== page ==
Clinical characteristics and healthcare utilisation associated with undiagnosed cognitive impairment in elderly patients with diabetes in a primary care setting: a population-based cohort study

Eugene Merzon, Miriam Shpigelman, Shlomo Vinker, Avivit Golan Cohen, Ilan Green, Ariel Israel, T. Cukierman-Yaffe, Roy Eldor*

*Corresponding author for this work

Research output: Contribution to journalArticlepeer-review

Abstract

Objectives The objective of this study is to report the prevalence, clinical characteristics and healthcare utilisation of patients with type 2 diabetes (T2DM) and previously undiagnosed cognitive impairment who were identified as having a low Montreal Cognitive Assessment (MoCA) score. Design A population-based cohort study comparing clinical characteristics, medications, outpatient and inpatient care of patients with a MoCA score <19 to MoCA >26 using descriptive statistics, linear regression and multivariate logistic regression. Setting Electronic medical records of a large health maintenance organisation in Israel. Participants 350 patients, age >65 with T2DM who participated in a cognitive function screening initiative using MoCA, and had a follow-up visit during the 12 months after screening. Results 130 (37.1%) had a MoCA score >26 and 68 (19.4%) <19. Patients with MoCA<19 had more diabetes-related complications, poorer glycaemic and lipid control, fewer visits to their main primary care physician (PCP; 3.9±3.2 vs 7.3±4.2 visits/year p=0.008), shorter duration of PCP visits (8.3±4.5 vs 4.0±3.5 min, p=0.007), fewer nutritionist and endocrinologist visits, and lower participation in diabetes or smoking cessation workshops. They were less likely to be treated with glucagon-like peptide-1 (GLP-1) agonists, dipeptidyl peptidase-4 inhibitor (DPP-4), or sodium-glucose transport protein 2 (SGLT-2) inhibitors and more likely to receive insulin or sulfonylurea. Moreover, they had more emergency room visits (ER; 15 (11.5%) vs 16 (23.5%), p=0.019), hospitalisations (8 (6.2%) vs 22 (32.4%), p=0.001), and longer hospital stays (4.3±3.2 vs 14.5±9.8, p=0.001). Using statistical models, MoCA<19 was identified as a risk factor for fewer and shorter PCP visits and more ER visits and hospitalisations. Conclusions This study highlights the high prevalence of undiagnosed severe cognitive impairment in elderly patients with T2DM and its association with poor outpatient care. Appropriate interventions are needed to improve outcomes and prevent hospitalisation in this high-risk population.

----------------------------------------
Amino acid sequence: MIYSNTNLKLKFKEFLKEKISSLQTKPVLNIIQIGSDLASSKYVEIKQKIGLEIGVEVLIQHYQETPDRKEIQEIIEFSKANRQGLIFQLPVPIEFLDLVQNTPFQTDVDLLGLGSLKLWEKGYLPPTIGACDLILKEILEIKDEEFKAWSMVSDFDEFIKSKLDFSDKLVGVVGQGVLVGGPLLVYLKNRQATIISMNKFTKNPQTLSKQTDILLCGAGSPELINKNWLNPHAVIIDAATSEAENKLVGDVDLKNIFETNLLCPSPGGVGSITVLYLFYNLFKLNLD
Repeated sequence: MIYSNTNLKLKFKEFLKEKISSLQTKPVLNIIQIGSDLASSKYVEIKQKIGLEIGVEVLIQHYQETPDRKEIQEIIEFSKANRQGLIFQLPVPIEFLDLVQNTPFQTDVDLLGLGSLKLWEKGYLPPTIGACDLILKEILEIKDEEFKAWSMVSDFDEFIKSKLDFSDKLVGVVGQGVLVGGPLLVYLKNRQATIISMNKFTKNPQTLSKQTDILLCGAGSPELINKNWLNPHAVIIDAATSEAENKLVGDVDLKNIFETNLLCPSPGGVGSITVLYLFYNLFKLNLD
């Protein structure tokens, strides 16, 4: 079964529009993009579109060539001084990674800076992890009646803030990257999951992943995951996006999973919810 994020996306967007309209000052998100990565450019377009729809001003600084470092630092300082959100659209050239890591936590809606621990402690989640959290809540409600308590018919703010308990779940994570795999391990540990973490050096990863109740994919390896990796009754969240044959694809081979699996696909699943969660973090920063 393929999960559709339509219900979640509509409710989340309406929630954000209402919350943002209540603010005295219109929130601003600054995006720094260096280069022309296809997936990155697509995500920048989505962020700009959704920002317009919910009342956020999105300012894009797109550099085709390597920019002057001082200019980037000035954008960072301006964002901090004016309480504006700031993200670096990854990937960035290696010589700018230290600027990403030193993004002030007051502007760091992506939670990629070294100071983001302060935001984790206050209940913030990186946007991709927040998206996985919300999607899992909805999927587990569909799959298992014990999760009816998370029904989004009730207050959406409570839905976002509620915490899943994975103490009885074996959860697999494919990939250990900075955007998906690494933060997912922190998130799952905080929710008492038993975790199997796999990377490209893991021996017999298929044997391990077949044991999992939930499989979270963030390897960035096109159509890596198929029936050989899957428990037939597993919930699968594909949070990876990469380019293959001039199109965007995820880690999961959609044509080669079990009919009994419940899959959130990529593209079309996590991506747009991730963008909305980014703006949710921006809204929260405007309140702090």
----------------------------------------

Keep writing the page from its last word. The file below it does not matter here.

Original languageEnglish
Article numbere078996
JournalBMJ Open
Volume14
Issue number1
DOIs
StatePublished - 25 Jan 2024

Keywords

  • Aged
  • Dementia
  • General diabetes
  • Primary Health Care

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